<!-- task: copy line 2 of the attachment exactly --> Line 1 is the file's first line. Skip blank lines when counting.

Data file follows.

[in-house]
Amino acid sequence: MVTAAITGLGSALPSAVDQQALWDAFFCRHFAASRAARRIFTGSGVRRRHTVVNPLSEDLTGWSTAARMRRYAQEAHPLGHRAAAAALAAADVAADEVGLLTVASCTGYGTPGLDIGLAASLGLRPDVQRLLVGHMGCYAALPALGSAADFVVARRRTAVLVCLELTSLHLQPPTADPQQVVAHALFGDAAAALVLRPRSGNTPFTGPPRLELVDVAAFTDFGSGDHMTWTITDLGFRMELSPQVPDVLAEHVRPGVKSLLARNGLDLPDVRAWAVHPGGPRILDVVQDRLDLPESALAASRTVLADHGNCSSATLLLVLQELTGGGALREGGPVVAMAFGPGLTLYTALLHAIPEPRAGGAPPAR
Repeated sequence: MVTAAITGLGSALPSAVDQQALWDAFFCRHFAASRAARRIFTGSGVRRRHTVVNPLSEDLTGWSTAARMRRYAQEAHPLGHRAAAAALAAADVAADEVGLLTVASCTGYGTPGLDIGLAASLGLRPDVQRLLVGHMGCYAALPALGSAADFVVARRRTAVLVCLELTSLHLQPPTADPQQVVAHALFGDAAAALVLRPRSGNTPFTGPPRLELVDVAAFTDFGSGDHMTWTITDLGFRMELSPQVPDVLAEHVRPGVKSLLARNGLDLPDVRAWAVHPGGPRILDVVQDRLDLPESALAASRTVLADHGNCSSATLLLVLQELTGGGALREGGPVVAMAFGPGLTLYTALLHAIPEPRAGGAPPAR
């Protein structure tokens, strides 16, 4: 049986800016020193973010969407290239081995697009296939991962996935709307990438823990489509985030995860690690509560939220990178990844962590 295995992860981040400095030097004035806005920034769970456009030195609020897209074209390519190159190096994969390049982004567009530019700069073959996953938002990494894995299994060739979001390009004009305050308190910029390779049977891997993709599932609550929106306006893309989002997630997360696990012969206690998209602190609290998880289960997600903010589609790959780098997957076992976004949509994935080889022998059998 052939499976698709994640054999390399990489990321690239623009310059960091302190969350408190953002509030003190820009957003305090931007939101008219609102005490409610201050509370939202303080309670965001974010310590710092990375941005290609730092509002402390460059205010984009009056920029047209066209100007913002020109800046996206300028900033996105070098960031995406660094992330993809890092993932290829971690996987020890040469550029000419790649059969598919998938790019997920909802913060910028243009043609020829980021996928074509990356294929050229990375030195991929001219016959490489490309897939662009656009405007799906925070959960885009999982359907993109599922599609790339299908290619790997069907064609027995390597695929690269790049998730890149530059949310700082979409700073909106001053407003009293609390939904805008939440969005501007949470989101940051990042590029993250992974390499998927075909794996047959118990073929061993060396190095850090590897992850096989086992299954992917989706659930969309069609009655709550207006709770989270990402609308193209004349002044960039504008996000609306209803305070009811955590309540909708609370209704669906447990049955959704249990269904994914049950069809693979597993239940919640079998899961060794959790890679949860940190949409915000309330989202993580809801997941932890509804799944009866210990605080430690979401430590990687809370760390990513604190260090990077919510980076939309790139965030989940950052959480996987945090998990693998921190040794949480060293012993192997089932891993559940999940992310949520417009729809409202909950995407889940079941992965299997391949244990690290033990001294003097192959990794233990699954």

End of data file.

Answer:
Amino acid sequence: MVTAAITGLGSALPSAVDQQALWDAFFCRHFAASRAARRIFTGSGVRRRHTVVNPLSEDLTGWSTAARMRRYAQEAHPLGHRAAAAALAAADVAADEVGLLTVASCTGYGTPGLDIGLAASLGLRPDVQRLLVGHMGCYAALPALGSAADFVVARRRTAVLVCLELTSLHLQPPTADPQQVVAHALFGDAAAALVLRPRSGNTPFTGPPRLELVDVAAFTDFGSGDHMTWTITDLGFRMELSPQVPDVLAEHVRPGVKSLLARNGLDLPDVRAWAVHPGGPRILDVVQDRLDLPESALAASRTVLADHGNCSSATLLLVLQELTGGGALREGGPVVAMAFGPGLTLYTALLHAIPEPRAGGAPPAR